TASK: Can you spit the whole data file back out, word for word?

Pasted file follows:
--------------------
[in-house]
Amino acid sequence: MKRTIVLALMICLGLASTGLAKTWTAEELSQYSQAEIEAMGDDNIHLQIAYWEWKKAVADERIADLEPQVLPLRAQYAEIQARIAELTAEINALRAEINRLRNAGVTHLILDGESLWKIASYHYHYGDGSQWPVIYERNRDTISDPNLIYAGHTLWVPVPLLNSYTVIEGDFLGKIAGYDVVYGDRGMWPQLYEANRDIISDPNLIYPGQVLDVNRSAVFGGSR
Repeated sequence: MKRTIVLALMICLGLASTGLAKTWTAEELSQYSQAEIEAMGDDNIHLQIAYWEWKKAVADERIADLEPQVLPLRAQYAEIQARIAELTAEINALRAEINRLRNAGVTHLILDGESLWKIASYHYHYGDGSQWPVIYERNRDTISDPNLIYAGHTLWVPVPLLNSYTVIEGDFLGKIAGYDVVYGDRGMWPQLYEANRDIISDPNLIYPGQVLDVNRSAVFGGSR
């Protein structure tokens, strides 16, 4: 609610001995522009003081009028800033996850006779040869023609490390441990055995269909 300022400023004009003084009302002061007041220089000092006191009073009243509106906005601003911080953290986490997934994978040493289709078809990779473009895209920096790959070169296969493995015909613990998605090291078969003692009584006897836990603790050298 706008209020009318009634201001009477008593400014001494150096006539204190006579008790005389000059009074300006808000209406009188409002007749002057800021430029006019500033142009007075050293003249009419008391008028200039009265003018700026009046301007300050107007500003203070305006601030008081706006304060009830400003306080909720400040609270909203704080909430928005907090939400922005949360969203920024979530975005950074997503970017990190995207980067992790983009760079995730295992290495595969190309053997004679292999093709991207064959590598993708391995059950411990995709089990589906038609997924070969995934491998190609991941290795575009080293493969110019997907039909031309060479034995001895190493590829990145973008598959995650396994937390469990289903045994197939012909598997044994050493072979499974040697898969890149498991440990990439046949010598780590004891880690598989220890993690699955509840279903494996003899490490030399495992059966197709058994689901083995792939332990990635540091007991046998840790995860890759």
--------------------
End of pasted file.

[in-house]
Amino acid sequence: MKRTIVLALMICLGLASTGLAKTWTAEELSQYSQAEIEAMGDDNIHLQIAYWEWKKAVADERIADLEPQVLPLRAQYAEIQARIAELTAEINALRAEINRLRNAGVTHLILDGESLWKIASYHYHYGDGSQWPVIYERNRDTISDPNLIYAGHTLWVPVPLLNSYTVIEGDFLGKIAGYDVVYGDRGMWPQLYEANRDIISDPNLIYPGQVLDVNRSAVFGGSR
Repeated sequence: MKRTIVLALMICLGLASTGLAKTWTAEELSQYSQAEIEAMGDDNIHLQIAYWEWKKAVADERIADLEPQVLPLRAQYAEIQARIAELTAEINALRAEINRLRNAGVTHLILDGESLWKIASYHYHYGDGSQWPVIYERNRDTISDPNLIYAGHTLWVPVPLLNSYTVIEGDFLGKIAGYDVVYGDRGMWPQLYEANRDIISDPNLIYPGQVLDVNRSAVFGGSR
């Protein structure tokens, strides 16, 4: 609610001995522009003081009028800033996850006779040869023609490390441990055995269909 300022400023004009003084009302002061007041220089000092006191009073009243509106906005601003911080953290986490997934994978040493289709078809990779473009895209920096790959070169296969493995015909613990998605090291078969003692009584006897836990603790050298 706008209020009318009634201001009477008593400014001494150096006539204190006579008790005389000059009074300006808000209406009188409002007749002057800021430029006019500033142009007075050293003249009419008391008028200039009265003018700026009046301007300050107007500003203070305006601030008081706006304060009830400003306080909720400040609270909203704080909430928005907090939400922005949360969203920024979530975005950074997503970017990190995207980067992790983009760079995730295992290495595969190309053997004679292999093709991207064959590598993708391995059950411990995709089990589906038609997924070969995934491998190609991941290795575009080293493969110019997907039909031309060479034995001895190493590829990145973008598959995650396994937390469990289903045994197939012909598997044994050493072979499974040697898969890149498991440990990439046949010598780590004891880690598989220890993690699955509840279903494996003899490490030399495992059966197709058994689901083995792939332990990635540091007991046998840790995860890759």